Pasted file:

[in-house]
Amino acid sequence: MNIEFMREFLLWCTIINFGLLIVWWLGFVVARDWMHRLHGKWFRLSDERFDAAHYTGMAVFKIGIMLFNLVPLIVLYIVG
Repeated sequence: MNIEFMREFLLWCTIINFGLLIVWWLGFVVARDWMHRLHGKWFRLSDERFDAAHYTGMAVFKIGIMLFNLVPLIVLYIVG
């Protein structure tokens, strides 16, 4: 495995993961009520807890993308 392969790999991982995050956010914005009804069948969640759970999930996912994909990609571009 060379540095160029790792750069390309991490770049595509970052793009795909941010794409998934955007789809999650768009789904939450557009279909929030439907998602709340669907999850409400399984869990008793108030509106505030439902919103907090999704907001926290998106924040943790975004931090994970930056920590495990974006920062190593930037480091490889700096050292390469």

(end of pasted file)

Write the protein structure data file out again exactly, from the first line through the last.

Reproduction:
[in-house]
Amino acid sequence: MNIEFMREFLLWCTIINFGLLIVWWLGFVVARDWMHRLHGKWFRLSDERFDAAHYTGMAVFKIGIMLFNLVPLIVLYIVG
Repeated sequence: MNIEFMREFLLWCTIINFGLLIVWWLGFVVARDWMHRLHGKWFRLSDERFDAAHYTGMAVFKIGIMLFNLVPLIVLYIVG
């Protein structure tokens, strides 16, 4: 495995993961009520807890993308 392969790999991982995050956010914005009804069948969640759970999930996912994909990609571009 060379540095160029790792750069390309991490770049595509970052793009795909941010794409998934955007789809999650768009789904939450557009279909929030439907998602709340669907999850409400399984869990008793108030509106505030439902919103907090999704907001926290998106924040943790975004931090994970930056920590495990974006920062190593930037480091490889700096050292390469």